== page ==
Before I give a few thoughts on Private Empire: ExxonMobil and American Power, I want to share the merits of the investigative book’s author, Steve Coll. Mr. Coll is a two time Pulitzer-Prize winning author so I had high expectations for his writing. Private Empire certainly fulfilled my initial bias. With experience writing and leading The Washington Post and the New Yorker, Coll’s narrative about ExxonMobil’s obscene power is both entertaining and informative.
The book is coincidentally released in conjunction with Fortune 500’s 2012 list of largest corporations in America. And who was #1? You guessed it: ExxonMobil. It beat out Wal-Mart. The oil giant achieved $452 billion dollars in revenue in 2011, which is a 27.7% increase from 2010. Part of their surging revenue is due to the company’s increase in fracking, the other is contributed by the rising oil prices.
The first chapter opens with a climactic illustration of the Exxon Valdez disaster in 1989. Coll sews Exxon’s corporate expansion into the storyline, which follows the ill-fated oil tanker’s captain. When the captain, Joseph Hazelwood, found oil spilling from the tanker that he had left to his third mate, “he knew that ‘the world as i’d known it had come to an end.'” That was certainly an exciting opening to the book.
I love that the author has extensive quotes from people involved in Exxon. It makes the book read much more like a story than an informational piece. Coll’s language helps put you in the position both as an insider of ExxonMobil, which wants you to sympathize with its corporate agenda, and as an outsider who despises the unfair influence the company has on America and the rest of the word. Throughout reading the book, I found myself Googling images and searching for additional details of some of the unbelievable injustices Coll accuses ExxonMobil of conducting.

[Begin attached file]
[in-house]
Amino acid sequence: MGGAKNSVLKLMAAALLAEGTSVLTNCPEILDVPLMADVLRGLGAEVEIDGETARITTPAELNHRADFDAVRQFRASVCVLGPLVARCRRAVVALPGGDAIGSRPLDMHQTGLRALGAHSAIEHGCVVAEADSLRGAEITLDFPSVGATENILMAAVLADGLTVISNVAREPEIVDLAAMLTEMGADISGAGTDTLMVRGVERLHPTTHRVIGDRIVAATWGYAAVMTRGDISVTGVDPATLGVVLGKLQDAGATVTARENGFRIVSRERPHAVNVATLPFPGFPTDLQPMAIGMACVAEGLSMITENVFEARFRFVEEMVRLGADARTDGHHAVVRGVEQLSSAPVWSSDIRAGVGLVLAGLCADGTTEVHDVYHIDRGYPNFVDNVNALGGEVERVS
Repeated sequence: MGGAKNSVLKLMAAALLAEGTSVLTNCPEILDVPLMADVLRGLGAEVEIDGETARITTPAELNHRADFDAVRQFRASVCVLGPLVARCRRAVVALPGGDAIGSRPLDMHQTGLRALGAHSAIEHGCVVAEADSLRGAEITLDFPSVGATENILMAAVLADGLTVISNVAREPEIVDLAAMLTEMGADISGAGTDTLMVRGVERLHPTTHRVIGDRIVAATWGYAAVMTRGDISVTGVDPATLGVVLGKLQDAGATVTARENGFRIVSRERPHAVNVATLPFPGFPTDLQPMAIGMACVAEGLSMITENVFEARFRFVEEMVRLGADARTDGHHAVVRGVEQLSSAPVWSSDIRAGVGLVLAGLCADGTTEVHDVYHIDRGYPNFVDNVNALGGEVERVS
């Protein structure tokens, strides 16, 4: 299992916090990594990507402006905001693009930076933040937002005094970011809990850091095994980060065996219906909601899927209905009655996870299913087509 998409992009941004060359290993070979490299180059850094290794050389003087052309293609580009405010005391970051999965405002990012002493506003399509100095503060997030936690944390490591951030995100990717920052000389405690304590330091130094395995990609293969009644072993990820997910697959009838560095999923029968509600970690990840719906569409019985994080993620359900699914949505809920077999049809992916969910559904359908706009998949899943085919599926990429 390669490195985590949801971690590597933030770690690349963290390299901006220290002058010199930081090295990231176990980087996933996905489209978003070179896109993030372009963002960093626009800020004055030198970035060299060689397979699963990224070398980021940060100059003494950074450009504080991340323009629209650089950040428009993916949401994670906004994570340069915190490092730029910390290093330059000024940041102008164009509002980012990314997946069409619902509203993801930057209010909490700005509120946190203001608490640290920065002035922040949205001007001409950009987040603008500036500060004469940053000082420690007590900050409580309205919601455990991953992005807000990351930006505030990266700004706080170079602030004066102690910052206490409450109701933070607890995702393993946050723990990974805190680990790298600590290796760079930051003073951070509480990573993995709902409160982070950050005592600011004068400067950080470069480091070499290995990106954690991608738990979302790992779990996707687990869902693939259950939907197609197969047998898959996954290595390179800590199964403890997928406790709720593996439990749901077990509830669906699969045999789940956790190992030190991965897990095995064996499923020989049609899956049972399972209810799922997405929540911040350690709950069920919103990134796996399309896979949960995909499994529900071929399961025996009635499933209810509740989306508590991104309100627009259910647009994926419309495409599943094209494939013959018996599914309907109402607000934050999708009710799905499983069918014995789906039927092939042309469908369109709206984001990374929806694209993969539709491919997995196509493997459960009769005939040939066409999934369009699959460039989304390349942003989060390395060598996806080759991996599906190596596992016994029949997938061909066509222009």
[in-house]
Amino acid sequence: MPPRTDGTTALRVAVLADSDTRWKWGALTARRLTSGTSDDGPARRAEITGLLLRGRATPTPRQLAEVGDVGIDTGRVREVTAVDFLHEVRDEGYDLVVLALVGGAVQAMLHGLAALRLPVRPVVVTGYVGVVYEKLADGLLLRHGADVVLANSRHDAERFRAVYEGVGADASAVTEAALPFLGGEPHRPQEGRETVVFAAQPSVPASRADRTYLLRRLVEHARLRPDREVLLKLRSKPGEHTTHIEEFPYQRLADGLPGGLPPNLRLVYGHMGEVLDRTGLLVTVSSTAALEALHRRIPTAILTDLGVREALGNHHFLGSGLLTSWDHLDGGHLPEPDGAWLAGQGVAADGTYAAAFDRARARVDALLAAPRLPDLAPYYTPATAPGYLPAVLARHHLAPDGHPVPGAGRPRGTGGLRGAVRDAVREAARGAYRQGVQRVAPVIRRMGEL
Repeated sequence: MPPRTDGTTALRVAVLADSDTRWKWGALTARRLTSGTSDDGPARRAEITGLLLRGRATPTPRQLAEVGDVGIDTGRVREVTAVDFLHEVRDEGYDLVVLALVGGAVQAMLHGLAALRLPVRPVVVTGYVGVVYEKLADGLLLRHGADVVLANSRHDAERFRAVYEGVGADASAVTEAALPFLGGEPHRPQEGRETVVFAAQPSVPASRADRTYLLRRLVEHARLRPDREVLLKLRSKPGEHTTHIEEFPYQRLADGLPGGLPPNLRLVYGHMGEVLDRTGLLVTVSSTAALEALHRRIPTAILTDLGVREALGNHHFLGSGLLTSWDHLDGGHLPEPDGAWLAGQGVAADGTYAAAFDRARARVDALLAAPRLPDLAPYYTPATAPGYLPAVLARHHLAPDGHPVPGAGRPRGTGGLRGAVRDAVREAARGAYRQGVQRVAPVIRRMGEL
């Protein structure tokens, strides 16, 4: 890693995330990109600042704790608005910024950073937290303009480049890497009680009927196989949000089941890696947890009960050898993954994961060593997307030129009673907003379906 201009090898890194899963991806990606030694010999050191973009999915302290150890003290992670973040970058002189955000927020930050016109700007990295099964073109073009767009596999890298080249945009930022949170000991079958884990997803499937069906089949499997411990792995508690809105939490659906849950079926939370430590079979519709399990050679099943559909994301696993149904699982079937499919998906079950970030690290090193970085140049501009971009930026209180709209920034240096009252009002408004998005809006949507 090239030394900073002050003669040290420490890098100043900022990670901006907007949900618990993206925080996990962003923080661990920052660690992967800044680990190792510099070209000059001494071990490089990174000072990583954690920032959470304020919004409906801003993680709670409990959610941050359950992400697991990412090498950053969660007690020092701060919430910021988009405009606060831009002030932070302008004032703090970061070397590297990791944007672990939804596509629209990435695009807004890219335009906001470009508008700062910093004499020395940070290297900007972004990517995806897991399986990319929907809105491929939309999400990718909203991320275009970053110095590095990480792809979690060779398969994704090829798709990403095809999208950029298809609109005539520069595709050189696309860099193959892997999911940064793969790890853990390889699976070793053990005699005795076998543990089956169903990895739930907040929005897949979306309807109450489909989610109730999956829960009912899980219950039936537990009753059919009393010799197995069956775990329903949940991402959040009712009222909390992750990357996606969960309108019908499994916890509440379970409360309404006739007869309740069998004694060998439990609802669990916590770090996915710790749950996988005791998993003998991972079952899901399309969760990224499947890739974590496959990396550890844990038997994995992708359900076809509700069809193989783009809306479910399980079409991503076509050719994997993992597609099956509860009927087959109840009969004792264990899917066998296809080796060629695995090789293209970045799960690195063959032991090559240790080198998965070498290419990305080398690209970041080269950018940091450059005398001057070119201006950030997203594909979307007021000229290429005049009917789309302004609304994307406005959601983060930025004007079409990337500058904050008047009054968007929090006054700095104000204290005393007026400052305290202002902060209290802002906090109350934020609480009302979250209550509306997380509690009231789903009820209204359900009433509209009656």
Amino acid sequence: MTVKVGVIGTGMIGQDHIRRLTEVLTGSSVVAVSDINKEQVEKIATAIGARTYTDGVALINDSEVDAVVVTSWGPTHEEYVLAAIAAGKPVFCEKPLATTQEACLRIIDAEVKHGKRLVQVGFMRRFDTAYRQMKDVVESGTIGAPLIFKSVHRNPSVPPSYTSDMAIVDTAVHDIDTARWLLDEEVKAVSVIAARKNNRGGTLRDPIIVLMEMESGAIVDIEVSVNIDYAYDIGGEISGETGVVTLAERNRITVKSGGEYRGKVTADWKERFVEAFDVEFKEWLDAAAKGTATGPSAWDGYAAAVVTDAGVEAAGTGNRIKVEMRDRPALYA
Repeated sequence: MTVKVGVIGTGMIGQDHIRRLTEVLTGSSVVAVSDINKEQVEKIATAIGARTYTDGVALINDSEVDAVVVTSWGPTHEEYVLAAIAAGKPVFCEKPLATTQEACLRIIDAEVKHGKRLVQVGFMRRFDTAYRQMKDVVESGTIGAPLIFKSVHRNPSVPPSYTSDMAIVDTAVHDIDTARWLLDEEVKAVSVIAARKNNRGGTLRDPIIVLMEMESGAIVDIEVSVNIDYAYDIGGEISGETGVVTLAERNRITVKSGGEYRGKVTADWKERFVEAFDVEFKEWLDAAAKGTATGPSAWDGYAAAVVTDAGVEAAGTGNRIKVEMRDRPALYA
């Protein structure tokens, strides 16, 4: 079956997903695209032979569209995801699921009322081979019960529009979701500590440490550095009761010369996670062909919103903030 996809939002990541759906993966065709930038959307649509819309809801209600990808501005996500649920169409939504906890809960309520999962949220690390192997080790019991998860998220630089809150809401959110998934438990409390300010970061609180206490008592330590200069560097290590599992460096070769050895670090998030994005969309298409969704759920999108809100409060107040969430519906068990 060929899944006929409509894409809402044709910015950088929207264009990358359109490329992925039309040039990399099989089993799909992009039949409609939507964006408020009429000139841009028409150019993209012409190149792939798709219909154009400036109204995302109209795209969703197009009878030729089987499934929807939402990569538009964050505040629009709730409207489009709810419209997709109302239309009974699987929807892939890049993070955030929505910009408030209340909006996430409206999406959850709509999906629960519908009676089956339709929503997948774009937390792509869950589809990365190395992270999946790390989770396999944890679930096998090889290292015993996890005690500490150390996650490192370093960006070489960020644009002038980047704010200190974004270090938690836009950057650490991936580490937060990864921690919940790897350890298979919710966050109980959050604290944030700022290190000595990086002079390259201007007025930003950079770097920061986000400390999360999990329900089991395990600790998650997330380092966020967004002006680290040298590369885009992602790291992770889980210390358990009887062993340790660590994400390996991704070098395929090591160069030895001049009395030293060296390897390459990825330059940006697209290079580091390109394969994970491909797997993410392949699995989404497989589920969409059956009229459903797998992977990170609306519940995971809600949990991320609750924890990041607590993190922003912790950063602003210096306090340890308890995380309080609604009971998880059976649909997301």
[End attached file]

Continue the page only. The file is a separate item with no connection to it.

In a latter chapter, Coll connects the role ExxonMobil played in the 2008 presidential campaign. Coll claims that Obama criticized ExxonMobil in order to appeal to the average American, who looked down upon the money-hoarding company. However, while Obama spoke about American energy independence, Coll notes that Obama didn’t think it was actually possible nor to the best interest of the country. It will be interesting to see how oil plays into the 2012 elections.
Private Empire is a relevant read. It’s dense, but has enough controversy and shocking facts to be keep you turning the pages.